Are periodontists worth it?
Periodontal treatment is very important. It does prevent tooth loss, which can be caused by periodontitis.
Is a periodontist different than a dentist?
The difference between a periodontist and dentist A periodontist is a dentist with specialized training and education in periodontics. They are experts in the bone and tissue that surround your teeth and offer the highest level of services for treating diseases, like gum disease.
What issues do periodontist treat?
Periodontics is a dental specialty. The word “periodontics” comes from two Greek words: “peri,” which means “around” and “odont,” which means “tooth.” So, the field of periodontics treats conditions that affect the tissues “around your teeth,” such as bone loss, gum recession and periodontal (gum) disease.
Do periodontists perform implants?
Because they place dental implants all the time, periodontists know how to do implant surgery using the most efficient, minimally invasive techniques. This means that the gum will be opened with the smallest incision possible.
Is periodontal surgery risky?
For periodontal surgery, some potential complications include prolonged post-op bleeding, prolonged swelling, gum tissue or teeth hypersensitivity, and infection. However, periodontal surgery is generally considered low-risk and its success rate is exceptionally high.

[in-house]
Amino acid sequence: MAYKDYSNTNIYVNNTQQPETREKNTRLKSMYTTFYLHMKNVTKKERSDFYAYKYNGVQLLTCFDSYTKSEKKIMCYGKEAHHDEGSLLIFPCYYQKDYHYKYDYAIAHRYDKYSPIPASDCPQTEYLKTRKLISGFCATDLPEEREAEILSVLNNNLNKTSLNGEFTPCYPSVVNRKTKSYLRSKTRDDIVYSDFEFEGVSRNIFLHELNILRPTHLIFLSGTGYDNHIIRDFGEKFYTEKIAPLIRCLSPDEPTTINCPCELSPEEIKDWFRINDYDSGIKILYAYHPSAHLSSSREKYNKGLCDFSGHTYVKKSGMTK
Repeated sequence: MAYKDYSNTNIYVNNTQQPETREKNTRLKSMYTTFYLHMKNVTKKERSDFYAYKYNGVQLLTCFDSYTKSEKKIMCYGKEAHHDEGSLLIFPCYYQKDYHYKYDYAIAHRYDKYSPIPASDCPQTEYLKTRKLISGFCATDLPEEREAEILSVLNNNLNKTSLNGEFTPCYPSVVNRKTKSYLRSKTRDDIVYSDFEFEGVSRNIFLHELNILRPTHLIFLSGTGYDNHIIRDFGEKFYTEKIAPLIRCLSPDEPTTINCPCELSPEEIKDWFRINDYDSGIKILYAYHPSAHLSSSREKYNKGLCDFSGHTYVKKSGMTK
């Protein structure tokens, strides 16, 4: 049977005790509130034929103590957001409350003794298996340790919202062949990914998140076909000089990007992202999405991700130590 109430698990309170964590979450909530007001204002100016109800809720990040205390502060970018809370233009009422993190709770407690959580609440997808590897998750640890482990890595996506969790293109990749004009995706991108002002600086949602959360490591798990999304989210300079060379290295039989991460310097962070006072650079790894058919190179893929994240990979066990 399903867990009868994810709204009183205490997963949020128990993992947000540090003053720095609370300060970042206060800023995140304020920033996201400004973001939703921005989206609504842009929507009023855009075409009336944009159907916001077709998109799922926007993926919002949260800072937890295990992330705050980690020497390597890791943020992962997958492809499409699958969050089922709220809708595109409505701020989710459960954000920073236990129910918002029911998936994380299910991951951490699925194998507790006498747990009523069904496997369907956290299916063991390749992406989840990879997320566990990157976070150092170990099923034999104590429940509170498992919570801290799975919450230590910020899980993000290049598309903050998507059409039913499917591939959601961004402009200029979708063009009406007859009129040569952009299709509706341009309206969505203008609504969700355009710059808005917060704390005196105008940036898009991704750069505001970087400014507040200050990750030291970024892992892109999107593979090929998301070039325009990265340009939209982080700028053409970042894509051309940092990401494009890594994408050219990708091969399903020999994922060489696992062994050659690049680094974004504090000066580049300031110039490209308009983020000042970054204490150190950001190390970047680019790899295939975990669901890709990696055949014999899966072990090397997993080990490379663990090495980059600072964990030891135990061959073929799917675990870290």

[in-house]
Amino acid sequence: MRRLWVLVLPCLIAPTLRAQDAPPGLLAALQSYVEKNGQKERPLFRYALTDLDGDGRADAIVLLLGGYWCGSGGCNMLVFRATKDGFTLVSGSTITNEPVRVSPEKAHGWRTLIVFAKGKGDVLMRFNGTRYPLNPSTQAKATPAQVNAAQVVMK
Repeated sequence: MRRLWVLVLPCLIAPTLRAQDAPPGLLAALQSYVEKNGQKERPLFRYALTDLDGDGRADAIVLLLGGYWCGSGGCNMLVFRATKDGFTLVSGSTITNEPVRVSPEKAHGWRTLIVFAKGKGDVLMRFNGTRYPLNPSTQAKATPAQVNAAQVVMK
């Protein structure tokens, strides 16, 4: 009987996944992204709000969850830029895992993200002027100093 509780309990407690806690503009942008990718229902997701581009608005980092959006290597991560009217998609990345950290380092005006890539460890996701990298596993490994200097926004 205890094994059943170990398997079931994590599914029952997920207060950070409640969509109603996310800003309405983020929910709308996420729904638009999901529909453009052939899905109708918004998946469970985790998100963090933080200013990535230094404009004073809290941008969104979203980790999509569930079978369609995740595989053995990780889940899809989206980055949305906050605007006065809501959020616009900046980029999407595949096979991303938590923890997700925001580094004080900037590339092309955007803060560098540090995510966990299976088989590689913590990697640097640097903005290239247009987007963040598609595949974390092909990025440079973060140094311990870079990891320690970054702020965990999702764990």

What are 3 conditions that a periodontist may treat?
The periodontist is mainly concerned with: preventing the onset of gum disease (periodontal disease); diagnosing conditions affecting the gums and jawbone; and treating gingivitis, periodontitis, and bone loss.
Can a periodontist do gum surgery?
Exposed teeth roots increase your risk of tooth decay, sensitivity and bone loss around teeth. Gum grafting replaces the lost tissue around your teeth and improves your overall oral health. Gum grafting surgery is usually done by a periodontist (a gum specialist).
How do periodontists treat bone loss?
Your periodontist makes cuts in your gums to carefully fold back the tissue. This exposes the tooth roots for more effective scaling and root planing. Because periodontitis often causes bone loss, the underlying bone may be reshaped before the gum tissue is stitched back in place.
When should you go to a periodontist?
Gum disease and dental implant treatments are the most common reasons to see a periodontist. But you can benefit from a periodontist’s skill in other areas: Tooth extraction, which many periodontists refer to as tooth removal. Bone grafting to repair bone loss after tooth removal.
Is periodontal disease curable?
Periodontitis isn’t curable, but it’s manageable with proper care and treatment. Talk to your dentist or periodontist about a personalized treatment and maintenance plan.